Surface Headphones 2 Review: Thoughtful refinement

The new Surface Headphones are a welcome improvement, but may not convince non-believers

The Pros

  • Excellent design and dials return
  • Improved sound
  • New Matte Black colour

The Cons

  • No compact storage
  • Longer battery, but still not the best
  • Doesn’t do enough to differentiate from original Headphones

Technology products typically don’t age well, but Microsoft’s Surface Headphones have fared better than most. However, the Redmond, Washington-based company’s newest version of the Surface Headphones, simply called the Headphones 2, continue to refine the audio experience.

For the most part, the changes and improvements Microsoft added to the Surface Headphones 2 are excellent. But nothing here reinvents the wheel and much of what’s new simply fixes what didn’t quite work on the original Headphones.

However, when coupled with a $100 CAD price drop in Canada, Microsoft’s Surface Headphones are a lot more appealing for someone who wants to upgrade their over-ear music experience without breaking the bank.

A fresh coat of paint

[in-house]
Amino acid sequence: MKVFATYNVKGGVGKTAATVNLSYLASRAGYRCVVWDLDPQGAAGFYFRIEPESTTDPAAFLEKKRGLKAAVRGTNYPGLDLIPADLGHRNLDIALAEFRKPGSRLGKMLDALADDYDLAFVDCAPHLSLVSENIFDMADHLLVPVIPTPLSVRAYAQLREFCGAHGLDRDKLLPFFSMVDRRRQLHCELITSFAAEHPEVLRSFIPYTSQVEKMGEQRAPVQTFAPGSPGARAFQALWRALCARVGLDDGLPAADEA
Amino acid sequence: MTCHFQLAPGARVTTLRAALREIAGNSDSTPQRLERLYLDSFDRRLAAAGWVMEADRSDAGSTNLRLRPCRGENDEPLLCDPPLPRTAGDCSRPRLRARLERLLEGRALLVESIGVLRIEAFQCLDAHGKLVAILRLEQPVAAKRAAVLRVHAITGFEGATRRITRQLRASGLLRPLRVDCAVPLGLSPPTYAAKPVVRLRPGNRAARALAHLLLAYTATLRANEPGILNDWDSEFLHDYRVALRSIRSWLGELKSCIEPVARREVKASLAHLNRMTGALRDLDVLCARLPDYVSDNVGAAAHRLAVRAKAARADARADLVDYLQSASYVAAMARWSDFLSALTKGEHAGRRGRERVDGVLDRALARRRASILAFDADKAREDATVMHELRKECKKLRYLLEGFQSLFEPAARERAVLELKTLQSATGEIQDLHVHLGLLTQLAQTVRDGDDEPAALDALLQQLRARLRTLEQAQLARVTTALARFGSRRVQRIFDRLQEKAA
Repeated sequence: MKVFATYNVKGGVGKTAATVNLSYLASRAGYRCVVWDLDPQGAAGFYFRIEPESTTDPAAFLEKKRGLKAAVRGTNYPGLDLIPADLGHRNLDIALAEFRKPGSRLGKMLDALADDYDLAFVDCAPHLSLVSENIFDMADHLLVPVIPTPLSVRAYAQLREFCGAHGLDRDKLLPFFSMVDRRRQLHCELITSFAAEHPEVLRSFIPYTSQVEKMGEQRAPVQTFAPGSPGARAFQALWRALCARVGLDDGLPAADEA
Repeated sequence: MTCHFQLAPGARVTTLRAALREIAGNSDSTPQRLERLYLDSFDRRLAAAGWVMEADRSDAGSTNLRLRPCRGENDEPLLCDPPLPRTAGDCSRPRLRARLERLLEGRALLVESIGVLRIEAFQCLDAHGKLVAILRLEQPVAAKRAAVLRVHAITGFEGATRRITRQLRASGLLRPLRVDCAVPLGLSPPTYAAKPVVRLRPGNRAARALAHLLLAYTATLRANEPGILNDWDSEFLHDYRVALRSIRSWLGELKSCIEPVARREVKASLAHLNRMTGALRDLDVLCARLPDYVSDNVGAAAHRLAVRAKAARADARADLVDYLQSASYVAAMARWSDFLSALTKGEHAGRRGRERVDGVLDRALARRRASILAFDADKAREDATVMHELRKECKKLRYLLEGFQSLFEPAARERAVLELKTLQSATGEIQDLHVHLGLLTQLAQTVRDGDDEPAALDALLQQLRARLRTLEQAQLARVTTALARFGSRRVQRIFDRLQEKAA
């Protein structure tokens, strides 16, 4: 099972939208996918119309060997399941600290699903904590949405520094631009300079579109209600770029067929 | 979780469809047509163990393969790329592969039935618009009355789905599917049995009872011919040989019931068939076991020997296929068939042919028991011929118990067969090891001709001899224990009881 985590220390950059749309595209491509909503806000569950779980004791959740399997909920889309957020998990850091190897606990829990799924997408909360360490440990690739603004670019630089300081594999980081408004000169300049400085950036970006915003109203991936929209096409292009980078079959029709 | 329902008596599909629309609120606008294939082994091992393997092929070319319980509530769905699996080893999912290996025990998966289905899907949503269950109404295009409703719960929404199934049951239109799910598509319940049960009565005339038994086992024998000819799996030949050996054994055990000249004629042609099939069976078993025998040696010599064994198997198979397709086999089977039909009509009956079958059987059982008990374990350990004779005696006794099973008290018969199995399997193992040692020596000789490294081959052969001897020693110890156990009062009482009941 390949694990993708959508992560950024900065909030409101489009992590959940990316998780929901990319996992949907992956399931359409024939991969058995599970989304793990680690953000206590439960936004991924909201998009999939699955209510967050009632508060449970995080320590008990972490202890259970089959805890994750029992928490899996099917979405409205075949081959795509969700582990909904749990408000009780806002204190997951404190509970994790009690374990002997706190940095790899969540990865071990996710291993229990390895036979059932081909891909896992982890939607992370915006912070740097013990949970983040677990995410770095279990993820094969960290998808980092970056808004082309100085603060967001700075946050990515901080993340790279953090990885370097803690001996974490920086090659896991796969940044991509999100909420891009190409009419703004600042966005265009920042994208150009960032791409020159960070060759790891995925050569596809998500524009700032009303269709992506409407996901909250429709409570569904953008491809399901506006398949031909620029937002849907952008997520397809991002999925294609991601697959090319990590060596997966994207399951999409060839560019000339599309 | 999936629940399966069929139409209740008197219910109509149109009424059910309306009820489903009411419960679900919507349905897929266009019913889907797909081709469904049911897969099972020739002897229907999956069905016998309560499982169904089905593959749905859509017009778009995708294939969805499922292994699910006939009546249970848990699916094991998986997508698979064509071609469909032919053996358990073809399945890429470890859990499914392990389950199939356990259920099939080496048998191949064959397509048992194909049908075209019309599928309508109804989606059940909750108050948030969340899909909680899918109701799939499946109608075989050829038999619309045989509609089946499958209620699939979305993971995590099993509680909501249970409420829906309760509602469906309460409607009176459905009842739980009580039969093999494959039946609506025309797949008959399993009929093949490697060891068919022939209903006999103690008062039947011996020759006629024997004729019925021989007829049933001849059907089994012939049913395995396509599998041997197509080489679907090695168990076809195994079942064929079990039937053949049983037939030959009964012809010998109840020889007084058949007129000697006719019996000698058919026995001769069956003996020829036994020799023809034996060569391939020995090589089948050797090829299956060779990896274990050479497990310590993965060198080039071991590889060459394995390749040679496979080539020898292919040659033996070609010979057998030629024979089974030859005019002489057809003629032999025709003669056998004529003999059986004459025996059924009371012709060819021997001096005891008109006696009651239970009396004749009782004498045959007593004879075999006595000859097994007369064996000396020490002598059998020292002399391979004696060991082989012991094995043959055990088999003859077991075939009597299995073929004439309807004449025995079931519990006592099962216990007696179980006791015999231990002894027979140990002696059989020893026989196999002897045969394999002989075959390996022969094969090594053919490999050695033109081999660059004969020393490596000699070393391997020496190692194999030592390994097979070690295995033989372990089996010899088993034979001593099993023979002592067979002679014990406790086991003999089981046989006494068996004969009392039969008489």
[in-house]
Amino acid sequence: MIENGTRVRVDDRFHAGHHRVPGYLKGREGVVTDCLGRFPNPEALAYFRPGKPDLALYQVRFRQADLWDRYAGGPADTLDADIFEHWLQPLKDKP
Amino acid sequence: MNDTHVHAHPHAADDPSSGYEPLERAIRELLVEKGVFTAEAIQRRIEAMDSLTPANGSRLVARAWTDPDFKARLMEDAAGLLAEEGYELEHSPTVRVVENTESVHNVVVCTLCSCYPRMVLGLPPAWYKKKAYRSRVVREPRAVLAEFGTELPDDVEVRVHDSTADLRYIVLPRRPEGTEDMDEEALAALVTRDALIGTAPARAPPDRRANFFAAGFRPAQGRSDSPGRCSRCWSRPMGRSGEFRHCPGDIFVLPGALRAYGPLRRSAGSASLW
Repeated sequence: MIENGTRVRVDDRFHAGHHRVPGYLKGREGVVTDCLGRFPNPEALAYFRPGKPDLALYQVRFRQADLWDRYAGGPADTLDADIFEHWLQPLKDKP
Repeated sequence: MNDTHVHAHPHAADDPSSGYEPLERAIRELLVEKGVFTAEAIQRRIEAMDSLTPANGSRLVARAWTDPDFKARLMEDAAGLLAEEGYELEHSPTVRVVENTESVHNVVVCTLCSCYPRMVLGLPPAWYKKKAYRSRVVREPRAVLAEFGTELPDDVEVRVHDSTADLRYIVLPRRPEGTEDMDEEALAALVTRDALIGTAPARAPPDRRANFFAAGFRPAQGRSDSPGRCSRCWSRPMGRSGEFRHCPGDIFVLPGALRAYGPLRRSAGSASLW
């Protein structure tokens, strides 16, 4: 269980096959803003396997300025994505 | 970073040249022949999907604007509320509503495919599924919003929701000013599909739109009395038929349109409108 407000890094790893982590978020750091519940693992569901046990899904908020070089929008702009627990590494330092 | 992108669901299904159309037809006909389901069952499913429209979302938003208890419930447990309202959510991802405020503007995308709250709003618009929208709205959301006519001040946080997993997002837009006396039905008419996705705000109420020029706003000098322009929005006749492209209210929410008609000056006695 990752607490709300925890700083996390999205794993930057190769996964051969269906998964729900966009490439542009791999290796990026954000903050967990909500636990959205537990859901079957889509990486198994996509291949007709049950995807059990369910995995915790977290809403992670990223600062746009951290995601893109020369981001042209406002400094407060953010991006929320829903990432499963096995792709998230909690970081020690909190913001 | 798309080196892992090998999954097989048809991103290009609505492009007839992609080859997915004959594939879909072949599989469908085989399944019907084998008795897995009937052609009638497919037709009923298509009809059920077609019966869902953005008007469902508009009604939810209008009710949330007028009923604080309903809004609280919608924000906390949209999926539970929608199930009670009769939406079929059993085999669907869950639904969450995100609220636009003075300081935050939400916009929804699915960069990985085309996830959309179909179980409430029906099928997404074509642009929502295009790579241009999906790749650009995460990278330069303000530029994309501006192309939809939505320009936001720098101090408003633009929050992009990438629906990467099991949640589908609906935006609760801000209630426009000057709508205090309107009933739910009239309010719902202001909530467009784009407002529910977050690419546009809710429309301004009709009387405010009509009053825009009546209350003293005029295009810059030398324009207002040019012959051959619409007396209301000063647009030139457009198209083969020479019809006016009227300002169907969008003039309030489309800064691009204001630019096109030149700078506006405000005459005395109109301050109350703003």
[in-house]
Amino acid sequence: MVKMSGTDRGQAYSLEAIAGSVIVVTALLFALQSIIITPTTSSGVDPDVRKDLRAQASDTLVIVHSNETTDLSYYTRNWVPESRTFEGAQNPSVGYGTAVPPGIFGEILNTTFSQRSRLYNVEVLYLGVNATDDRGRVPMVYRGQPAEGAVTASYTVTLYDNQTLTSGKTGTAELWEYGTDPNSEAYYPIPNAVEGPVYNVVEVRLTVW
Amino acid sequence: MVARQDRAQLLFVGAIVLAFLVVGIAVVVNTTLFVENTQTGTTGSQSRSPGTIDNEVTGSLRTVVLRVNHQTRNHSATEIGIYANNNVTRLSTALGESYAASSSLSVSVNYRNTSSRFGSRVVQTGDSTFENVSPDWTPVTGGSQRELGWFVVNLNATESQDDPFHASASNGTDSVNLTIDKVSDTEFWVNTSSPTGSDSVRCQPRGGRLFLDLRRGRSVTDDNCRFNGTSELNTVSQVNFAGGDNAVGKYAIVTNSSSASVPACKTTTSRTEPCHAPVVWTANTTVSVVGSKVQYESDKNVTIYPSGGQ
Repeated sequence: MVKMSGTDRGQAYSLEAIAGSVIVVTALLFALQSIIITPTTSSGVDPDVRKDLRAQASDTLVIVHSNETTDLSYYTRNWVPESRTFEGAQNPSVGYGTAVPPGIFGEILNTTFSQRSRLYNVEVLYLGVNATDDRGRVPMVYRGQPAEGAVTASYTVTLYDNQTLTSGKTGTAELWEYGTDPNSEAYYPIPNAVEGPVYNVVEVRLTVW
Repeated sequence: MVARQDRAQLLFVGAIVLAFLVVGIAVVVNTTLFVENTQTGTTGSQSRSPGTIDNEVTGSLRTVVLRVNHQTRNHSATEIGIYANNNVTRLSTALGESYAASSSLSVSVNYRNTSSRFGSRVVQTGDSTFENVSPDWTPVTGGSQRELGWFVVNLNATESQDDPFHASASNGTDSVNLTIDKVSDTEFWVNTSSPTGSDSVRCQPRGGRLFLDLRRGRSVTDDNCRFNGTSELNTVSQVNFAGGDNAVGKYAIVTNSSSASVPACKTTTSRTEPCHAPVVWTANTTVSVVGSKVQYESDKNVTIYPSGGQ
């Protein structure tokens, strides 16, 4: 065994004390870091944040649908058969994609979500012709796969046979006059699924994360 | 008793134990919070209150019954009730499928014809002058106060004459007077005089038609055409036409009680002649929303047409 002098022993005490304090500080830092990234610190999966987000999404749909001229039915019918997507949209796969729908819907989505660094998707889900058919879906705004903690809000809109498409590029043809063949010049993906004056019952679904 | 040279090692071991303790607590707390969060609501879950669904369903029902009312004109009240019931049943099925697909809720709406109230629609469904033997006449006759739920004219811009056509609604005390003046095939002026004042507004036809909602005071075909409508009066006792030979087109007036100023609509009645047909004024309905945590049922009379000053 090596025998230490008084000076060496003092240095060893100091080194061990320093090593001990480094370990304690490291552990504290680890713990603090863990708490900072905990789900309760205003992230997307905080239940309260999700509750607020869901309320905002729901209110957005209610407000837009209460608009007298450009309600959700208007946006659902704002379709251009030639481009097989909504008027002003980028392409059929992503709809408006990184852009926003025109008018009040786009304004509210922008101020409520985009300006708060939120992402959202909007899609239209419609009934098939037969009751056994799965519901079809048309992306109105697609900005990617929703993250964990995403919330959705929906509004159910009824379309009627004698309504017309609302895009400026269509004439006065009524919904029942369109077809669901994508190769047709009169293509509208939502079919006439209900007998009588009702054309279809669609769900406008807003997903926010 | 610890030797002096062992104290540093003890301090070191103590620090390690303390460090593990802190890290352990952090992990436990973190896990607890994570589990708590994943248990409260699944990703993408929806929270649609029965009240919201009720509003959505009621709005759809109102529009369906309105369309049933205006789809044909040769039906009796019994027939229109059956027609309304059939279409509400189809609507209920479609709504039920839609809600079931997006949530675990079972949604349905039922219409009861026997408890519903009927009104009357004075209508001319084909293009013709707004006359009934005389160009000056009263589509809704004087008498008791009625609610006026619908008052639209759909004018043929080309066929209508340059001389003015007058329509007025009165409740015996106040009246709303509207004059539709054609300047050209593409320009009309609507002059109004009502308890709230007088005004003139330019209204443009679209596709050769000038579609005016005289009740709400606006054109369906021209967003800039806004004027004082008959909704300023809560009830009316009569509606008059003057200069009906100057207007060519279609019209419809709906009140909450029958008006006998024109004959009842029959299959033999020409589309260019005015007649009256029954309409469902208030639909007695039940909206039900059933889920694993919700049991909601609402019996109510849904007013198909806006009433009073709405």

It seems Microsoft’s mantra with the Surface Headphones — and with most of the company’s Surface products, for that matter — is ‘if it ain’t broke, don’t fix it.’

The original Surface Headphones sported a nice design but with a few flaws, and Microsoft fixed most of them. For one, the Surface Headphones 2 sport more rotation in the cups — up to 180 degrees, to be exact. It makes the headphones a bit more flexible and comfortable but doesn’t really change how they feel on your ear or how you’ll use them from day-to-day.

I would have preferred if Microsoft added a better way to store the Headphones 2 instead. As is, the headphones don’t fold up like other over-ear headphones on the market. It gives them a sturdier feel but means that the Headphones 2 and the carrying case they come with take up far more space in my bag.